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Fruits of labor not enough to feed in Pueblo County

Quite a few Pueblo County workers hunger for better-paying jobs while they snap up food assistance at a rate more than three times the state average.

Back in March, the latest statistics available from the Colorado Department of Human Services show 5,670 adults working throughout Pueblo County were receiving benefits through the Supplemental Nutrition Assistance Program, or SNAP. At that time, Pueblo had a total active workforce of 71,065. Eight out of every 100 workers in the county receives SNAP benefits, according to the state’s Department of Labor and Employment report. Each state agency respectively reveals that, also in March, 71,617 of 2,858,545 active adult workers statewide were getting SNAP. That’s 2.5 out of every 100 workers.

Kevin Duncan seems unfazed by what may seem shocking and sobering to many county residents. This is because he views these statistics through the lens of an economics professor at Colorado State University-Pueblo’s Hasan School of Business. “These data are not surprising given the differences in average annual earnings (in Pueblo County) versus the rest of the state,” Duncan says.

Nearly 8 out of 100 working adults in Pueblo County were both working and still not making enough to leave the Food Stamp Program.

Wages telling

The professor explains that in 2016 the average annual pay in Pueblo was $40,196 compared with $54,664 statewide, referencing federal Bureau of Labor Statistics. “The income threshold for a family of four for SNAP qualification in Colorado is $31,590, or about 79 percent of (Pueblo’s) annual pay,” he says. “Since average pay in Pueblo is so close to the SNAP threshold, more workers will qualify.” Duncan further explains Pueblo’s income is low because of a high unemployment rate compared with the rest of the state (4.1 percent compared with 2.4 percent), a low cost of living countywide, and other demographic factors like the county’s lack of workers with the necessary education required for higher paying jobs.

Obviously, the professor suggests an economic strategy that emphasizes developing workers’ skills along with attracting employers who need those skills to stem the tide of Pueblo’s low wages. “This is generally the plan pursued by PEDCO (Pueblo Economic Development Corp.),” Duncan says. “But competition for such employers is tough. Other strategies would involve the creation and development of industry clusters. The local health-care industry is an example where CSU-Pueblo and PCC (Pueblo Community College) supply trained employees for work in the local hospitals that serve the region.”

The professor identifies the area’s abundance of underutilized sun and wind resources as a future “industry cluster” that can be tapped for jobs offering higher pay. “Pueblo has pieces of a broadly defined renewable energy cluster (the Vestas windmill tower manufacturer and local solar farms) that could be developed further,” he says. “Local higher education institutions could play a coordinated role in the further development of this and other clusters.”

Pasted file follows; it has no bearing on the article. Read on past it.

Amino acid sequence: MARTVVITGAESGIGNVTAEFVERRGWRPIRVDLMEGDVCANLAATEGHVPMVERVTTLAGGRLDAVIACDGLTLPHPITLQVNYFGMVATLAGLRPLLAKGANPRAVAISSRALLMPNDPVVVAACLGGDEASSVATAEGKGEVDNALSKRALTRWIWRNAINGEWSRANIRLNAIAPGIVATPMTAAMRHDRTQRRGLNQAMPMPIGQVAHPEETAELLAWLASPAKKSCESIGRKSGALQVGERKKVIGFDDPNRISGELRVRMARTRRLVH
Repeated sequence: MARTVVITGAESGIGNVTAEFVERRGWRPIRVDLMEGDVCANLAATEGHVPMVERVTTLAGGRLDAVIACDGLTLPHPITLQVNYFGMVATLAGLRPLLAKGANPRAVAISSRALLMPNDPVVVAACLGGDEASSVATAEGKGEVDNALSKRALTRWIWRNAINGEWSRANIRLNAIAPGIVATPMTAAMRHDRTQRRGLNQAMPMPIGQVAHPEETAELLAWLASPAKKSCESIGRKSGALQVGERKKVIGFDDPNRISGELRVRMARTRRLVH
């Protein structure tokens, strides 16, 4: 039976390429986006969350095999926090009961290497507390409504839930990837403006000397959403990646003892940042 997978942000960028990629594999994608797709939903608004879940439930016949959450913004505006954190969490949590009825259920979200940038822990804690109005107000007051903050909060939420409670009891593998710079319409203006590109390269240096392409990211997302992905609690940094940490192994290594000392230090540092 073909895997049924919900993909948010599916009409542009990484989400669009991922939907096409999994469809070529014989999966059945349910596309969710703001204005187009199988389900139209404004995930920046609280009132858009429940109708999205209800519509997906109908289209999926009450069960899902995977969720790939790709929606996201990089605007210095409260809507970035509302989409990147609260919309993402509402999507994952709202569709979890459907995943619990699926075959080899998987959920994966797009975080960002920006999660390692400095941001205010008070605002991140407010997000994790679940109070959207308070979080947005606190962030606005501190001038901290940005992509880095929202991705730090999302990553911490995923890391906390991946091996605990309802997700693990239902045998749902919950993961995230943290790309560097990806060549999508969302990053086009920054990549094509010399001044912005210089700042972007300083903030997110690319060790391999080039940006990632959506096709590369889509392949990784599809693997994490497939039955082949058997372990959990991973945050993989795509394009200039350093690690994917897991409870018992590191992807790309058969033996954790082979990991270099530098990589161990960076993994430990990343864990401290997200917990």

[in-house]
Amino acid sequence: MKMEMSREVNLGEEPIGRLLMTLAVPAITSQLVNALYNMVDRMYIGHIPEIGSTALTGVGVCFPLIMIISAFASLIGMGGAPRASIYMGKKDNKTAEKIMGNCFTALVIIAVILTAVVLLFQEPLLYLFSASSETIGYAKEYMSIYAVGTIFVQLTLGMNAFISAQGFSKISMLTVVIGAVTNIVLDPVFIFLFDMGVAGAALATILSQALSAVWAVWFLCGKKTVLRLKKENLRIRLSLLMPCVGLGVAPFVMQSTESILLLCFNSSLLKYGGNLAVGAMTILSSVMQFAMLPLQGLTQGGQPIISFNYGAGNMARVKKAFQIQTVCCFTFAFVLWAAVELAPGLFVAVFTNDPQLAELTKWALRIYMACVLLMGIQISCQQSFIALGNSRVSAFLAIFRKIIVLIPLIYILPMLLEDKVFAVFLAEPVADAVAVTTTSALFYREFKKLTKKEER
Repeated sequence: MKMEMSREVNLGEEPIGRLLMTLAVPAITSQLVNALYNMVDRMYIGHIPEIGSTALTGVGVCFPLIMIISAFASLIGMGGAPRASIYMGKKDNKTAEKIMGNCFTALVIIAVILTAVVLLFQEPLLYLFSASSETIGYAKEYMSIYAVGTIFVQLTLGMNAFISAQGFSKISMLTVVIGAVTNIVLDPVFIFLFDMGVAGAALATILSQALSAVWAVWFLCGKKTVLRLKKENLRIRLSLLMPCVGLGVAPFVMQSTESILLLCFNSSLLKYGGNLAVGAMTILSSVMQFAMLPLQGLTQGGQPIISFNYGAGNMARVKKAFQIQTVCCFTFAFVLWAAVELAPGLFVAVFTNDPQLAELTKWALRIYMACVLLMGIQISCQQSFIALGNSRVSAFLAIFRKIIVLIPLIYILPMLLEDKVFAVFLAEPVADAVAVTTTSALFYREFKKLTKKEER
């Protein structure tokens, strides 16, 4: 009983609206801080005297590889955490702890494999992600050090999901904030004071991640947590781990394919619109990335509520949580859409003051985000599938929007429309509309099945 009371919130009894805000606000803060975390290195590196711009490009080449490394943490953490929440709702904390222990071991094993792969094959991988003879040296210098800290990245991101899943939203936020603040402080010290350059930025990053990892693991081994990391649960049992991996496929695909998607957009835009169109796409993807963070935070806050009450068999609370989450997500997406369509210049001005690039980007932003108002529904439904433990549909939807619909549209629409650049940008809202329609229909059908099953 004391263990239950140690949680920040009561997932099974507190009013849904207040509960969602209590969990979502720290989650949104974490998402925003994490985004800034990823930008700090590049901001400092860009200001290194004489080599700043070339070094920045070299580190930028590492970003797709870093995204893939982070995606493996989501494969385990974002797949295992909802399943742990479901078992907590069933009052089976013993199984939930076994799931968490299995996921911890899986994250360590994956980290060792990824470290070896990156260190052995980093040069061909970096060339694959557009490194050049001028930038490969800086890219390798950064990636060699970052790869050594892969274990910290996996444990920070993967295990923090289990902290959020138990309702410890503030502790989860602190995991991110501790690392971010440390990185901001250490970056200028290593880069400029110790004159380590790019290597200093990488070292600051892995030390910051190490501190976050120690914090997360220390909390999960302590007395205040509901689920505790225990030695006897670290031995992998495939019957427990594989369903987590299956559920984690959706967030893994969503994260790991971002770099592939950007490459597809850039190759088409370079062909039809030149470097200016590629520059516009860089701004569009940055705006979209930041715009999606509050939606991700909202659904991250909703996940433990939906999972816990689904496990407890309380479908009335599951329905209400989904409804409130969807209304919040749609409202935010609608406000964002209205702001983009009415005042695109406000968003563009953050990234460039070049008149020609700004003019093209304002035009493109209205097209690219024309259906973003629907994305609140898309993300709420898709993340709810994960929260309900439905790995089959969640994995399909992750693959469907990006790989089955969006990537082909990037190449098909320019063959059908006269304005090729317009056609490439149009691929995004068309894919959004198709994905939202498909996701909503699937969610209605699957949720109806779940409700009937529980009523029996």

PEDCO’s surprise

PEDCO is the organization tasked with bringing jobs to Pueblo. Jeff Shaw, president of PEDCO, chooses to be optimistic when looking at Pueblo’s job situation.

“Too often we as a community focus on the negatives and not the positive aspects of Pueblo,” Shaw says. “Companies we have recruited have found Pueblo to be an incredible place to live and raise a family. Pueblo does have some challenges, however, we are not unique as any city has challenges.
“There are numerous opportunities in Pueblo for those desiring to improve their individual situations,” PEDCO’s president postulates. “(The) majority of these are not low-paying jobs.”
Shaw adds that PEDCO is concentrating on attracting companies to the area that enhance the income level of the community. He also compliments the region’s learning institutions for their workforce training efforts.

“Bringing primary jobs to Pueblo requires locating and expanding great companies but also requires a well-trained workforce,” he says. “There is always room for improvement. Accordingly, PEDCO will become more active in workforce development in the upcoming months. You will hear more in the next couple of months.”

Can figures lie?

The statistics showing Pueblo County has a relatively high number of workers receiving SNAP benefits compared with the rest of the state could be, in a way, misleading, according to Tim Hart, the county’s Social Services director. He relates that a Denver-based group, Hunger Free Colorado, informed him recently that Pueblo County Social Services has the a 94 percent “penetration” or food stamp enrollment rate when it comes to issuing SNAP or food stamp benefits to those in need – the highest among all the counties in the state.